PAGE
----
Monday, February 12, 2007

rfi User-Centric Identity and the Enterprise Market


Re my message a moment ago to Sandy, from whom I never need to request interaction, because she's always beating me to the punch:




Re your question: "How likely is it (technically, not sociologically) they
will find something (desktop with Vista? Internet portal? freewares you
mention or ?) that works well at home and that they will then take to work,
or take the demand for it to work?"

My tentative, hedging, heavily qualified response:

It's 50-50 likely.

In other words, look at various now-ubiquitous business clients/tools/apps
that got their initial commercial push (to a degree) in the B2C space (e.g.,
the Web, Internet e-mail, e-commerce, cellphones, WiFi, instant messaging,
VoIP, social networking) and then penetrated the enterprise (intranet, B2B,
etc.) market in a (big, medium, or small-but-growing) way (we could easily
debate which demand-side driver, B2C or enterprise, had the first-push in
each of these segments, but it's undeniable that the B2C acceptance was
fairly strong from the start in all of them).

Now look at the identity management space--in which, B2C-wise, trusty ol'
username/password still rules, and in which federation (SAML, Liberty, etc),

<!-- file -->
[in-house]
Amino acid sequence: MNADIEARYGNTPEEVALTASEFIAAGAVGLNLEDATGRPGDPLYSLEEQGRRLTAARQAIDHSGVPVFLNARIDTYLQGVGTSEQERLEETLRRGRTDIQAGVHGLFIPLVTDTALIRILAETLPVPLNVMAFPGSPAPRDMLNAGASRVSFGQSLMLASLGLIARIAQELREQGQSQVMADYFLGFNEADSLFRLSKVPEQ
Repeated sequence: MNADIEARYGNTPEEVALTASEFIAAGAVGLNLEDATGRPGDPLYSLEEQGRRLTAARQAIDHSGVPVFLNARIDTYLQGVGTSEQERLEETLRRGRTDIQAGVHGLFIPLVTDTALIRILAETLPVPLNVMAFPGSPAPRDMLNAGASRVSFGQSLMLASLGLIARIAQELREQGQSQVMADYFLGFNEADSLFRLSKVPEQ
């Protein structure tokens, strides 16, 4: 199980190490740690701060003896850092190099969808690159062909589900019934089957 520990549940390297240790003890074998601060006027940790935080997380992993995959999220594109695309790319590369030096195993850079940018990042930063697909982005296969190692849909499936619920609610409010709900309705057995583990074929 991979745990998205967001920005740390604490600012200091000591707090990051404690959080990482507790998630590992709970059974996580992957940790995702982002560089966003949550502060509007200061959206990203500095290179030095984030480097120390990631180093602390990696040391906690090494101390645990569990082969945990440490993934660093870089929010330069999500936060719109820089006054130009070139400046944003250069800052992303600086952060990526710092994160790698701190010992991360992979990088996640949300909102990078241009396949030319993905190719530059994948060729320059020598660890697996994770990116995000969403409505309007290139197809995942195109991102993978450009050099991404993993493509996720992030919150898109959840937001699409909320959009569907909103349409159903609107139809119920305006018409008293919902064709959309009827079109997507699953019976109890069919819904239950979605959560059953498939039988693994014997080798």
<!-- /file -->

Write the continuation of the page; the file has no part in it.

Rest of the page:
is still not a major force, but in which the enterprise/B2B demand-side has
been the dominant driver for federation.

Now look at "user-centric identity" as an IdM approach that's originating on
the B2C side, not so much as an alternative to federation but as a sort of
adjunct that will eventually converge with federation if/when user-centric
identity penetrates (to varying degrees) the enterprise market.
Enterprises are not generally "user-centric," where their employees are

Instead, enterprises are "company-centric," with a strong bias/inclination
toward "owning" their employees' identities/credentials/attributes and
controlling them tightly.

In other words, enterprises (i.e., IdPs run by your employer) provision you
your identity, and reserve the right to deprovision it.

This is the opposite paradigm from the radical "I issue, own, and manage my
own identity" ethos/ideology that motivates many folks developing the
"user-centric identity" space.

Bottom line: Employees will demand user-centric identity from their
organizations as a tool for managing the diverse identities (e.g., roles)
that they play with respect to those organizations (e.g., formal job
description role, plus roles specific to each solid-line and/or dotted-line
reporting relationship, plus roles specific to various projects/teams in
which I participate for this company). User-centric
business-role-multiplicity management.

Or something less wordy. I'm working on it.



Your words welcome: